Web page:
Mesrob Kassemdjian comments upon the ongoing Israeli-Hizbullah security dilemma.
On Monday April 7th, Hizbullah claimed responsibility for an explosion that targeted an Israel Defence Force (IDF) patrol, on March 14. This was inside the contested border area of Shabaa farms, and they asserted that the attack was in retaliation to two earlier Israeli air strikes, both on February 24, on Lebanese territory, situated in Eastern Lebanon near the border with Syria. Hassan Nasrallah, the General-Secretary of the paramilitary organisation, stated that the attack was designed as a deterrent to further air raids on Lebanese territory. Whereas, in the past, Israel regularly breached Lebanon’s sovereignty by frequently conducting ground, aerial and maritime military operations within Lebanese territory, the increased material capabilities and relative power of Hizbullah has constrained Israel’s ability to act without fear of reprisals. The two operate within an inversely proportional power relationship where relative power increases for one directly impact the power and behavioural choices of the other. This is in line with the Realist conceptualisation that material power capabilities are the only factor capable of significantly affecting a rational actor’s behaviour and course of action, when operating within an anarchic international system.
Israel’s strike tested Hizbullah’s current level of preparedness and military capabilities on the Lebanese frontier. Hizbullah‘s leader asserted that failure to retaliate to Israeli provocation would lead to further aggression. The same argument is used to explain the recent series of unreciprocated Israeli strikes on Syrian territory. Civil-war torn Syria’s inability to respond to such attacks is therefore a function of the Israeli state’s asymmetric capabilities. During 2013, the Israeli Air force (IAF) attacked inside Syrian territory six times, ostensibly targeting advanced “game changing” guided weapon systems, such as the Iranian-made, medium range surface-to-surface missile, and the Yakhont surface-to-sea anti ship missile systems in Latakia. Israel has vowed to halt the transfer of sophisticated weaponry from Iran, via Syria, in order to curb the increased power of Hizbullah and isolate the group.
The recent events are not exceptional but rather typical of the low intensity intermittent conflict between Israel and Hizbullah. Since the early 1990s, the protagonists have informally observed the ‘rules of the game’, mediated through third party negotiations, which stipulate acceptable conduct specific to the conflict. The rules specify that in return for Hizbullah limiting its operations to Lebanon, Israel would restrain from targeting Lebanese civilians and villages provided that Hizbullah do not target Israeli civilians and territory. Therefore, Hizbullah is within its right to wage a guerrilla insurgency, targeting Israeli military personnel operating within occupied South Lebanon. This understanding has been broken by both sides in the past but has remained intact as the only reference for judging acceptable conduct within the conflict.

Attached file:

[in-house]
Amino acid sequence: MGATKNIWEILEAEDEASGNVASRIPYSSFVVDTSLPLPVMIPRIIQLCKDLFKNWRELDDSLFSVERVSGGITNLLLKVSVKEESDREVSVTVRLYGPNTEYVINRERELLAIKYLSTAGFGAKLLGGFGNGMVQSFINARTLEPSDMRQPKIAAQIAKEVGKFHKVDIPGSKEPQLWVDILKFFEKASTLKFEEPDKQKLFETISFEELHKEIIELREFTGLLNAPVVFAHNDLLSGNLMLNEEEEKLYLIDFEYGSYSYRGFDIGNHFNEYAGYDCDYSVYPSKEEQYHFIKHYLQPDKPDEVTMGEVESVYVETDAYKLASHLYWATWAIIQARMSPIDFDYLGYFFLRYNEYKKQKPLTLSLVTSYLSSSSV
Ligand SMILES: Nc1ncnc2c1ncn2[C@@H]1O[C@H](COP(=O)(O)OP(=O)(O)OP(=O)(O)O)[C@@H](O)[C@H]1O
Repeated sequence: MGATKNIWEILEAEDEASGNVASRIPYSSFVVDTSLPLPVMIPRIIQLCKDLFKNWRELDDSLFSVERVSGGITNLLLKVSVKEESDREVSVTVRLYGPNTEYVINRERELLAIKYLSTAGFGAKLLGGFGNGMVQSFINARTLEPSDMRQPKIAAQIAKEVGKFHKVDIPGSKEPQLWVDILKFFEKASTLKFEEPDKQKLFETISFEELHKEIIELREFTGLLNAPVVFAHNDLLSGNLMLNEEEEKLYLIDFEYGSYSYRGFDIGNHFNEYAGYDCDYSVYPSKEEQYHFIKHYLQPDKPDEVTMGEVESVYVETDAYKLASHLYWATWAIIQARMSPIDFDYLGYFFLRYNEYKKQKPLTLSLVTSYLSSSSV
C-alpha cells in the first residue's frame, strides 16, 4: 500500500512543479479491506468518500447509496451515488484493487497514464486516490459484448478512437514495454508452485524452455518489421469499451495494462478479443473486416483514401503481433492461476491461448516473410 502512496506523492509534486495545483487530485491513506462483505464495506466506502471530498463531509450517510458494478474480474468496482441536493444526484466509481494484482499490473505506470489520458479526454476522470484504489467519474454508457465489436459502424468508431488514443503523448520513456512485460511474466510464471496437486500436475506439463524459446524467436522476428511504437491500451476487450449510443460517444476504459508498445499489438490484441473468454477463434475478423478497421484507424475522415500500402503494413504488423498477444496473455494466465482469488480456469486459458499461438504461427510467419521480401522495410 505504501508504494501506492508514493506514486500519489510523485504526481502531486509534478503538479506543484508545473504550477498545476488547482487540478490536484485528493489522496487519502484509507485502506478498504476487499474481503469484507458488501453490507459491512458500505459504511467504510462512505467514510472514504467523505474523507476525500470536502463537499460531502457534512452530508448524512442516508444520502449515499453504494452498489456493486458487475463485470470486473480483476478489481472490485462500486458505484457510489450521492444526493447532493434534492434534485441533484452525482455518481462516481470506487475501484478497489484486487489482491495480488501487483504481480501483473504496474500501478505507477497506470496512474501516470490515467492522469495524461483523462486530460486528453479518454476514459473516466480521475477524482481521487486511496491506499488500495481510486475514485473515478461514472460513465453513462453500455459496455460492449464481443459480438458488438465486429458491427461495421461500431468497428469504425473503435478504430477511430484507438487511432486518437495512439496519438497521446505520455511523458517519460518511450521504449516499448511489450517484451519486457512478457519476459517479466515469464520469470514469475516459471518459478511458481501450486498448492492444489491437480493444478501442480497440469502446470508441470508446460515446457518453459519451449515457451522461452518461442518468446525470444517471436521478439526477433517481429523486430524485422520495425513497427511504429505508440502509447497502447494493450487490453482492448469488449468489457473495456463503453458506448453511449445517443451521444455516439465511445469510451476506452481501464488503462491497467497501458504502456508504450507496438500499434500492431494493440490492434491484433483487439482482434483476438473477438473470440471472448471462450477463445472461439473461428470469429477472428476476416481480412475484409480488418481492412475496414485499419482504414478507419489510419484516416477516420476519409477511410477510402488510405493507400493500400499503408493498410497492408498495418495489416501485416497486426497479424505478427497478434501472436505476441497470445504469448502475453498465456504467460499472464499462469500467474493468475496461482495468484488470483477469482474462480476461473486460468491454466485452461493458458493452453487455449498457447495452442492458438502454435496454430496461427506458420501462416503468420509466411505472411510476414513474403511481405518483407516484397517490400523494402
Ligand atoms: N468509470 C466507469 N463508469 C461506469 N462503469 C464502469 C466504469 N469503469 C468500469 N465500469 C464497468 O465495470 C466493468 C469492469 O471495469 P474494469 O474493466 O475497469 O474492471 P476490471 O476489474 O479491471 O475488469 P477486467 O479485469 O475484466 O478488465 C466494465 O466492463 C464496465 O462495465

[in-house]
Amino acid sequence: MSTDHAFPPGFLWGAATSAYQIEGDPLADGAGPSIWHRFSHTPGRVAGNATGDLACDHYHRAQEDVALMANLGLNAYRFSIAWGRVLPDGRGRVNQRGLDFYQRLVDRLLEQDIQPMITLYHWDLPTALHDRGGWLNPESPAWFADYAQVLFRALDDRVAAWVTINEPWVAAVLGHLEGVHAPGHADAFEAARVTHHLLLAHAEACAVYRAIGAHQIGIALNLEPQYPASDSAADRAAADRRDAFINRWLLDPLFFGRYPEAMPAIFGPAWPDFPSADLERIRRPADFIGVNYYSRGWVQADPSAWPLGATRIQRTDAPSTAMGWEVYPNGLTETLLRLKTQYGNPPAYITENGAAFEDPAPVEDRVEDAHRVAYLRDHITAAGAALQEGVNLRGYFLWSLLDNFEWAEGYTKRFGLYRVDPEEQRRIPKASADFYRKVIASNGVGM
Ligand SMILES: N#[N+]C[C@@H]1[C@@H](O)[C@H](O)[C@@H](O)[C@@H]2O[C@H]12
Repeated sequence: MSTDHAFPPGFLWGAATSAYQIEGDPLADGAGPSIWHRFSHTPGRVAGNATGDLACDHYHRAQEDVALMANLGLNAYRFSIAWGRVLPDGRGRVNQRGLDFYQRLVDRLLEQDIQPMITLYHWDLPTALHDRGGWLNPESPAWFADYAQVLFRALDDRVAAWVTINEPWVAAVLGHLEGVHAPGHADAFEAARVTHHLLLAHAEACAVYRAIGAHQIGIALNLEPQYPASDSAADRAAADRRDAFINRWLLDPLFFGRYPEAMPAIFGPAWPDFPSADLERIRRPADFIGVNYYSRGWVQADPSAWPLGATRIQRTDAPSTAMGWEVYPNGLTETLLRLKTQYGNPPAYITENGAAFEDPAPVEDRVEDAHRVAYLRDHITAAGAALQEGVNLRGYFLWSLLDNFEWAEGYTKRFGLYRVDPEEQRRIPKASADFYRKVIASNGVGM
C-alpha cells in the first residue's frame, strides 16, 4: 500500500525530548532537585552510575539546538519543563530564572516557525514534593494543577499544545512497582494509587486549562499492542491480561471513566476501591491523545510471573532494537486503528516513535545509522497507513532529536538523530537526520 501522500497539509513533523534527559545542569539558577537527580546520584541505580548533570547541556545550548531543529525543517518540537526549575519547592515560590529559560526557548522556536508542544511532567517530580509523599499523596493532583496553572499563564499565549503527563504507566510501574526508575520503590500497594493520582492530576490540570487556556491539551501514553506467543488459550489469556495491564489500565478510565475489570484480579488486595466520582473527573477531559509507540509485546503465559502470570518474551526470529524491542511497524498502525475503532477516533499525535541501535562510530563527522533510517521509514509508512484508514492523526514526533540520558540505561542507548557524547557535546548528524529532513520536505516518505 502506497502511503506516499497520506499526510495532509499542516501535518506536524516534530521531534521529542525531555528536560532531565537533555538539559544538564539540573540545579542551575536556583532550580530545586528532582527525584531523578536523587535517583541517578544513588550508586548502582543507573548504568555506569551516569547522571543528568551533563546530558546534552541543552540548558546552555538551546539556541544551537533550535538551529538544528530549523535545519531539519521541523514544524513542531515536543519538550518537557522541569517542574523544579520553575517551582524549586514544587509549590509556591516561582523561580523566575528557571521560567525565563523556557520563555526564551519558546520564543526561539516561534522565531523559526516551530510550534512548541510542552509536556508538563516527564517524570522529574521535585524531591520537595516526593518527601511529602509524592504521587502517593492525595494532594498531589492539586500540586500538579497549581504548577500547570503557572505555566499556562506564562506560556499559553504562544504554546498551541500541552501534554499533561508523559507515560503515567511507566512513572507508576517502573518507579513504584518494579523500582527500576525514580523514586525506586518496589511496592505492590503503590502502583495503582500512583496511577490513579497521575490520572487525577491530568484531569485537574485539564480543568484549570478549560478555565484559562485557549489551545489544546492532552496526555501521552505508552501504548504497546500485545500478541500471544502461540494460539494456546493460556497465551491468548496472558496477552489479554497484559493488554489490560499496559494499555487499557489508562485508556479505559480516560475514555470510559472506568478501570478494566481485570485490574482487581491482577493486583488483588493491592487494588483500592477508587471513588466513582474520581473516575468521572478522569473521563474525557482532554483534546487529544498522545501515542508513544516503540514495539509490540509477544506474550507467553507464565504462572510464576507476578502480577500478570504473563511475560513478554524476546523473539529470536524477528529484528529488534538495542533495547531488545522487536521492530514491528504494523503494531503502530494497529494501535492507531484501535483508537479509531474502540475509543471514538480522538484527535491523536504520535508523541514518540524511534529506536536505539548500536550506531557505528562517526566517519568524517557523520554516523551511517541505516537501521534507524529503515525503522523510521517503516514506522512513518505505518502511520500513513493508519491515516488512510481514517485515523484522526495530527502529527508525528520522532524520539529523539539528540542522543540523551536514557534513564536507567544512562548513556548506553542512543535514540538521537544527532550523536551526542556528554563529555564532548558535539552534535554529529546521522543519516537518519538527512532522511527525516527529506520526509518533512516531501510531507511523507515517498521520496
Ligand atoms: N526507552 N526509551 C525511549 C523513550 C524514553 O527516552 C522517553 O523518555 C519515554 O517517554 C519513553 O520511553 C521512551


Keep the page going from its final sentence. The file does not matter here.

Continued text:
Hizbullah is within its right to wage a guerrilla insurgency, targeting Israeli military personnel operating within occupied South Lebanon.
Israel possesses a sophisticated missile defence infrastructure including 6 Iron Dome batteries, as well as multiple Patriot anti missile systems. These short range surface-to-surface anti missile systems can destroy projectiles with a range of 70 Km. The medium range 200-700km David’s Sling missile defence system is set to be operational this year. Finally, the Arrow 2 medium to long range 300-1700km, missile defence system will operational by 2017. These systems provide Israel with an effective layered missile defence shield. However, a prolonged barrage can overwhelm even the most effective shield. Israel understands that its defensive capabilities do not ensure its security and instead relies on deterrence and containment through its asymmetric offensive capabilities and preventive strikes. However, the IAF would be unable to launch preemptive strikes to destroy the thousands of hidden launch sites, built deep beneath the mountainous Lebanese terrain. Most sites utilise multiple firing ports and are supplied by underground railway tracks and operated by highly trained specialised units. Another round of hostilities would ensure the mutual, although disproportionate, destruction of cities on both sides of the border.
The Israeli-Lebanese border is subject to a chronic security dilemma. This denotes a situation in which insecurity, due to uncertainty and imperfect information, causes an actor to behave in certain ways to ensure its own security. These defensive measures are perceived as offensive by alternative actors operating within the same inter-relational system. The antagonised actor reacts by taking their own defensive measures, which in turn are considered to be aggressive by the original actor who is subsequently forced to initiate further, easily misunderstood, defensive measures. Such a situation readily transpires into bitter rivalries, breaks down diplomatic relations, instigates arms races and can easily spiral into full-blown conflict. Thus, the protagonists exist within a zero-sum relationship and are subjected to systemic pressures, compelling one another to employ aggressive deterrence policies and risk a war which neither side desires.